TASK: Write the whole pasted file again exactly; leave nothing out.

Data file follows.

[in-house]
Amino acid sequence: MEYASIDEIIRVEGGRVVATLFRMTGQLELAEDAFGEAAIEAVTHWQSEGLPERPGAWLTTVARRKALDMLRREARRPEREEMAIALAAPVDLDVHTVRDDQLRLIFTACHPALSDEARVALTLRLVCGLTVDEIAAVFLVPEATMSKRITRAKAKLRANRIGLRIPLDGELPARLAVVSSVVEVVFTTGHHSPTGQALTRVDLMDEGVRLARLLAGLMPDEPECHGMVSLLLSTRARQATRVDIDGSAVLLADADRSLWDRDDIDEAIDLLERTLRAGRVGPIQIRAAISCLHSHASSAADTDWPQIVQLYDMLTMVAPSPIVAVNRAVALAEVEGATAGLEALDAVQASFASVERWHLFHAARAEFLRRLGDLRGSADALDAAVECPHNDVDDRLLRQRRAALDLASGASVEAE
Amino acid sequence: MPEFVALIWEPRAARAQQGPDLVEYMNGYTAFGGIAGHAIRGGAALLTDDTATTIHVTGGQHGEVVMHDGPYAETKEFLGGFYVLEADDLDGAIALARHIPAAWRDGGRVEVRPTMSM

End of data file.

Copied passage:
[in-house]
Amino acid sequence: MEYASIDEIIRVEGGRVVATLFRMTGQLELAEDAFGEAAIEAVTHWQSEGLPERPGAWLTTVARRKALDMLRREARRPEREEMAIALAAPVDLDVHTVRDDQLRLIFTACHPALSDEARVALTLRLVCGLTVDEIAAVFLVPEATMSKRITRAKAKLRANRIGLRIPLDGELPARLAVVSSVVEVVFTTGHHSPTGQALTRVDLMDEGVRLARLLAGLMPDEPECHGMVSLLLSTRARQATRVDIDGSAVLLADADRSLWDRDDIDEAIDLLERTLRAGRVGPIQIRAAISCLHSHASSAADTDWPQIVQLYDMLTMVAPSPIVAVNRAVALAEVEGATAGLEALDAVQASFASVERWHLFHAARAEFLRRLGDLRGSADALDAAVECPHNDVDDRLLRQRRAALDLASGASVEAE
Amino acid sequence: MPEFVALIWEPRAARAQQGPDLVEYMNGYTAFGGIAGHAIRGGAALLTDDTATTIHVTGGQHGEVVMHDGPYAETKEFLGGFYVLEADDLDGAIALARHIPAAWRDGGRVEVRPTMSM